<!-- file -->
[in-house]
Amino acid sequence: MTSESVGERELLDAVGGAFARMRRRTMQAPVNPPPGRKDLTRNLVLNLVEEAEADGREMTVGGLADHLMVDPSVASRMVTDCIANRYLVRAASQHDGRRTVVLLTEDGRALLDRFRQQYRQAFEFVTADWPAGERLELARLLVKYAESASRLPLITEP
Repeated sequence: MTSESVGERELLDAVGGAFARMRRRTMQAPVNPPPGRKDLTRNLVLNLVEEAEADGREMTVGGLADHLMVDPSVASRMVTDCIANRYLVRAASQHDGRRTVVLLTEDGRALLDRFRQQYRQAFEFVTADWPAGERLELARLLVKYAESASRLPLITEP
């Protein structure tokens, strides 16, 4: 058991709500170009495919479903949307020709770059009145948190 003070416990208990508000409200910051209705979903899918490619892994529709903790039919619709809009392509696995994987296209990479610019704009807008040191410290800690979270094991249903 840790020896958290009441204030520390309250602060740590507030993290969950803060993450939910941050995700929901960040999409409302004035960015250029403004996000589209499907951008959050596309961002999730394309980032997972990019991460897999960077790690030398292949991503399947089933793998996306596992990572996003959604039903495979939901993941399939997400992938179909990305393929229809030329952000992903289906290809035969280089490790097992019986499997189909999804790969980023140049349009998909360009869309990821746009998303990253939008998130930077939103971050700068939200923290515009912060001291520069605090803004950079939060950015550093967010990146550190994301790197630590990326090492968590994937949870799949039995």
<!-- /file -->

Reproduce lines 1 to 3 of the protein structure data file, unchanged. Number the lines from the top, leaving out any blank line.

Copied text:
[in-house]
Amino acid sequence: MTSESVGERELLDAVGGAFARMRRRTMQAPVNPPPGRKDLTRNLVLNLVEEAEADGREMTVGGLADHLMVDPSVASRMVTDCIANRYLVRAASQHDGRRTVVLLTEDGRALLDRFRQQYRQAFEFVTADWPAGERLELARLLVKYAESASRLPLITEP
Repeated sequence: MTSESVGERELLDAVGGAFARMRRRTMQAPVNPPPGRKDLTRNLVLNLVEEAEADGREMTVGGLADHLMVDPSVASRMVTDCIANRYLVRAASQHDGRRTVVLLTEDGRALLDRFRQQYRQAFEFVTADWPAGERLELARLLVKYAESASRLPLITEP